Paint and varnish

In 1929 the site on the opposite side of the road to the Leyland factory was developed for the Cellon Doping Company, originally producing Cellon aircraft dope, a synthetic varnish used to waterproof aircraft fabric. The company became part of Pinchin Johnson and was acquired by Courtaulds in 1960 continuing under the International Paint group banner from 1968. The factory closed in the 1980sTemplate:When and the site redeveloped as a small industrial estate.


Apart from one Plant nursery, local community, retail and small scale offices, Ham today is predominately a commuter residential area dependent on employment outside the immediate area.


File:Ham Pond.jpg
Ham Pond, Ham Common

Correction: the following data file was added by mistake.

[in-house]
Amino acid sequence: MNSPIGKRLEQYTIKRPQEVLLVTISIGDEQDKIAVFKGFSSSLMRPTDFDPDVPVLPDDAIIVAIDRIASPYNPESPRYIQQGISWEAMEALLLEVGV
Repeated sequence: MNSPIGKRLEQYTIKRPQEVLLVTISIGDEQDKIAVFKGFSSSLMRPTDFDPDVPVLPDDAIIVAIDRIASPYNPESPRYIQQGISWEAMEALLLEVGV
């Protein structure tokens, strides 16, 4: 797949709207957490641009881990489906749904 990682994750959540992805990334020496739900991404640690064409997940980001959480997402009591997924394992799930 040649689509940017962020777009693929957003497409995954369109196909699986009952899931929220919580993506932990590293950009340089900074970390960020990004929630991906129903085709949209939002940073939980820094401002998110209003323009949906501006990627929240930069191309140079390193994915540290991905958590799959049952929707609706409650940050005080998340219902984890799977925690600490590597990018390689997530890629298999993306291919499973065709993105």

The main feature in Ham is Ham Common which has a cricket pitch, a pond and a woodland.

A straight tree-lined path leads from Ham Common to Ham House, the most significant house in Ham.

Several notable period houses in Ham cluster around the Common including the Cassel Hospital and Ormeley Lodge, which is currently owned by Lady Annabel Goldsmith. Victorian buildings include Latchmere House.

Just to the north of Ham Parade is Parkleys. Started in 1954, Parkleys was the first large scale residential development by the pioneering SPAN Developments Ltd. of Eric Lyons and Geoffrey Townsend.

There are four churches in Ham; Ham Christian Centre, St Andrew's Church, St Thomas Aquinas Church and St Richard's Church.


Ham is served by three bus routes: the 65, 371 and K5. All link the town with Kingston upon Thames, and the first two serve Richmond as well.


Ham and Petersham Cricket Club was established in 1815 and cricket is still played throughout the summer on Ham Common.